• Greatest morning of the trip, easy: We worked out for 70 minutes at the LA Fitness in Buford, Ga. Man, was that great, after being blobs for so long. Me: ran three miles in 28:30.
• It is not broiling out here. In Florida, yes. But everywhere else, it’s global cooling. A nice evening in Nashville at Titans practice Saturday night, maybe 74 degrees.
• I missed the “commute” from Davie, Fla., to Nashville (14 hours) for a couple of things in south Florida, including the Marlins game Friday. By missing the RV trip, I did get to fly Delta through Atlanta on Saturday morning, and I do believe Delta set a record on the Atlanta-to-Nashville segment: On a 38-minute flight to Nashville, the flight attendant or pilots said nine times how happy they were to have the passengers aboard.
• The MMQB Team had time Sunday to work out at a Planet Fitness in Louisville. I’ve never been to one. A couple of observations: They spell “judgment” wrong. They insert an “e,” and make it “judgement," as in “No Judgement Here.” They’re trying to say that if you’re overweight, it’s fine—just come in and work out and get started on a healthy path. Cool, other than the spelling. And the scales. I wanted to weigh myself at the end of the workout Sunday. No scales in the men’s locker room. I went to the front desk and asked the fellow where I might find a scale. “We don’t have scales,” he said. “This is a judgment-free zone.” Those were his words: This is a judgment-free zone. Or maybe a “judgement"-free zone.
• Thanks to Shannon Siders of the Louisville Slugger company for the tour of its museum and factory Sunday. For a baseball kid growing up in Connecticut, to be able to hold Carl Yastrzemski’s model bat—that was sweet. Incredibly informative. A great place to visit if you’re traveling and want to hold history in your hand.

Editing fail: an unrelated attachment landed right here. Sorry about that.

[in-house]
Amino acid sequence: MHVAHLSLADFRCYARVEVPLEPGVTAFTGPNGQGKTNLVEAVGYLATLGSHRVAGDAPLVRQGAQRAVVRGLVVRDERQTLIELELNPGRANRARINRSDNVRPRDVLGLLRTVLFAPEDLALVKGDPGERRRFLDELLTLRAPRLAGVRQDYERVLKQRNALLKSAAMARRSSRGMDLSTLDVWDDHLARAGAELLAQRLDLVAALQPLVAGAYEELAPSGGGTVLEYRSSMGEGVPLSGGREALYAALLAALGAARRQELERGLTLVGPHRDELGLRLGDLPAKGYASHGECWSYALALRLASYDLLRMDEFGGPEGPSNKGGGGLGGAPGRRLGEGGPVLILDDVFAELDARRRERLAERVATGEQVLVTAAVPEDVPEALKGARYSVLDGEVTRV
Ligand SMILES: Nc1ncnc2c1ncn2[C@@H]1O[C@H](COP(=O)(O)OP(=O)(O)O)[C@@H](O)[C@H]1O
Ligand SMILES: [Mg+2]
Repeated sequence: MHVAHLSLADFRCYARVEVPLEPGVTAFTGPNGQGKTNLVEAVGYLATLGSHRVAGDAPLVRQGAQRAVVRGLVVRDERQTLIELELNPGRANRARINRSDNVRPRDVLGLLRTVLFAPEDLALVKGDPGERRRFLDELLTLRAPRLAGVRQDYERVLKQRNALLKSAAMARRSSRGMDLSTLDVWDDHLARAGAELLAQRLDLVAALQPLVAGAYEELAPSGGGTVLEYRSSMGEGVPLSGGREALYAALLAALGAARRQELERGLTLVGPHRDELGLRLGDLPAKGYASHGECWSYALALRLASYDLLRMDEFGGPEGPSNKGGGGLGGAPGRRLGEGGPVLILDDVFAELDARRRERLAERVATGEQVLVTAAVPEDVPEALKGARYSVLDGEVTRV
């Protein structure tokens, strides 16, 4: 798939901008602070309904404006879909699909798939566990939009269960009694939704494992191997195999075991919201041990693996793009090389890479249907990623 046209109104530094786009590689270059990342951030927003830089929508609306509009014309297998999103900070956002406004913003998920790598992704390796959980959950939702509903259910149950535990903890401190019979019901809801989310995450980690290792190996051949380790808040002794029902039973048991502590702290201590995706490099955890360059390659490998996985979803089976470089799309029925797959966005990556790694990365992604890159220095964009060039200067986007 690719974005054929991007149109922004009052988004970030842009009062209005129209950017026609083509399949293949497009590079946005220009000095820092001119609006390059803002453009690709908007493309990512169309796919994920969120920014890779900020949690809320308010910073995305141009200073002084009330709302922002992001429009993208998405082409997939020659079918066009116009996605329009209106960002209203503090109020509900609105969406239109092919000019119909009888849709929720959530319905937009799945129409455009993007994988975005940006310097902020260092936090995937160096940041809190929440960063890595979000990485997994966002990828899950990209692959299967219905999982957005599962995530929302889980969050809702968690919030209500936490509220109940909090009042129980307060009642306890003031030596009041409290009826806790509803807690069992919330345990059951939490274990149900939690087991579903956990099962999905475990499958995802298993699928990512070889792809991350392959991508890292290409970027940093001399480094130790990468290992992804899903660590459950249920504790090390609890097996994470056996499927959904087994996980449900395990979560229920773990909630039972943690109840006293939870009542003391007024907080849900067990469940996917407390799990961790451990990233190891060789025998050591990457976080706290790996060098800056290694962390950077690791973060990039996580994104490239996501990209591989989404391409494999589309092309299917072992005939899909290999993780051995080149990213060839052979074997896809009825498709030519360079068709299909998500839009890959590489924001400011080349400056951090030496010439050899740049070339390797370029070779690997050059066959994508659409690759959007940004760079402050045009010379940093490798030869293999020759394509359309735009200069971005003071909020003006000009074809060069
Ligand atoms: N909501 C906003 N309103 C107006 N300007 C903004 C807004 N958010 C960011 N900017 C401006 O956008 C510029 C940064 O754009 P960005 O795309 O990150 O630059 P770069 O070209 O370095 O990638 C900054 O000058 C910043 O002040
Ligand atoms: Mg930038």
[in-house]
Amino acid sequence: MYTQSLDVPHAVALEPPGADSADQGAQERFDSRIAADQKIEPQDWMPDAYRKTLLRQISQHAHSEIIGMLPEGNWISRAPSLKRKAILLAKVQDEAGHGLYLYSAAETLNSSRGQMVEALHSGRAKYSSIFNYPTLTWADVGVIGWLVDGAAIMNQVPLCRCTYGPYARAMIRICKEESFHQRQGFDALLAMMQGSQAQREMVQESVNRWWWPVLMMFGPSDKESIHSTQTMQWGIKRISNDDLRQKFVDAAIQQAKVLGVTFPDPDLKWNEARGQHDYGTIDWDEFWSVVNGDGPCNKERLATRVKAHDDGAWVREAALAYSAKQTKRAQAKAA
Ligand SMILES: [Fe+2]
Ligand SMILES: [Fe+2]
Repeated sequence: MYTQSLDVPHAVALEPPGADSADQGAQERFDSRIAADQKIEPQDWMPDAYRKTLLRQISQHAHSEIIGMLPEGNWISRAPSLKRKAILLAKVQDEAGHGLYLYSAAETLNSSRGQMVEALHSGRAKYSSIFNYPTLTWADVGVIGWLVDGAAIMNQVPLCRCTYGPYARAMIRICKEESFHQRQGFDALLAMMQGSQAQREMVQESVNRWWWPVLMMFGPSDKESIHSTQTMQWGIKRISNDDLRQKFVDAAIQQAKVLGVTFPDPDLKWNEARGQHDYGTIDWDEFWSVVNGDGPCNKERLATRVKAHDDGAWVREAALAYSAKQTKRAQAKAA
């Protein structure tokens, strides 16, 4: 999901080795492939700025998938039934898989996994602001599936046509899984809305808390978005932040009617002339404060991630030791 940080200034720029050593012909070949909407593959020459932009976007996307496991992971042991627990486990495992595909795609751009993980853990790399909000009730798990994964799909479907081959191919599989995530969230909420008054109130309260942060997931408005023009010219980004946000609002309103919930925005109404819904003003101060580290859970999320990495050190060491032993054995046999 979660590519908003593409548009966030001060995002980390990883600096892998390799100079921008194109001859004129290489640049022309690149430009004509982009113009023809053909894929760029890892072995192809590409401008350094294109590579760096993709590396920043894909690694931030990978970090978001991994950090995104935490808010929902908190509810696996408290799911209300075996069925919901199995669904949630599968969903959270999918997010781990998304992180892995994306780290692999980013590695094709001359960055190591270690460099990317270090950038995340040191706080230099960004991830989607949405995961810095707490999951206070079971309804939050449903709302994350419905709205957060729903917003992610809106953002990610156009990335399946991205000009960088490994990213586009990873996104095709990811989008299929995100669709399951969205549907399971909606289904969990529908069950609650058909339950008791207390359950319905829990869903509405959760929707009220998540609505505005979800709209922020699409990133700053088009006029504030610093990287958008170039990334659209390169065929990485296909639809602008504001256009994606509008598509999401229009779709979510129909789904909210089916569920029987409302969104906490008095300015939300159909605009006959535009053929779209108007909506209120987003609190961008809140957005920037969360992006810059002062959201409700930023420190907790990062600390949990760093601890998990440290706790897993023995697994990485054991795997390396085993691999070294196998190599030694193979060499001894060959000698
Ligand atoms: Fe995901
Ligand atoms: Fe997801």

• I have resisted the siren song of the 49ers-Ravens scrimmage in Maryland in six days to keep my original schedule, and this is the rest of it:
Today: Bengals practice, Cincinnati.
Tuesday: The MMQB crew sees the Colts. I leave for a day to go to my uncle’s funeral in Enfield, Conn.
Wednesday: Rams practice, St. Louis.
Thursday: Bengals-Chiefs game, Kansas City.
Friday: Eagles-Bears game, Chicago.
Saturday: Browns-Lions game, Detroit.
Sunday: Vikings, Mankato, Minn.
Monday, Aug. 11: Packers, Green Bay
Tuesday, Aug. 12: Browns, Cleveland
Aug. 13-16: Writing days.
Sunday, Aug. 17: Broncos-49ers, Levi’s Stadium opening game, Santa Clara, Calif.
Monday, Aug. 18: Seahawks practice, Renton, Wash.
Tuesday, Aug. 19: Texans-Broncos practice, Englewood, Colo.
Wednesday, Aug. 20: Texans-Broncos practice, Englewood, Colo.
Thursday, Aug. 21: Chargers practice, San Diego.
Friday, Aug. 22: Cardinals practice, Glendale, Ariz.
Saturday, Aug. 23: Cowboys-Dolphins game, Miami.
Thursday, Sept. 4: Green Bay at Seattle, NFL opener
That’s right: A month from tonight, the NFL opens its 95th season.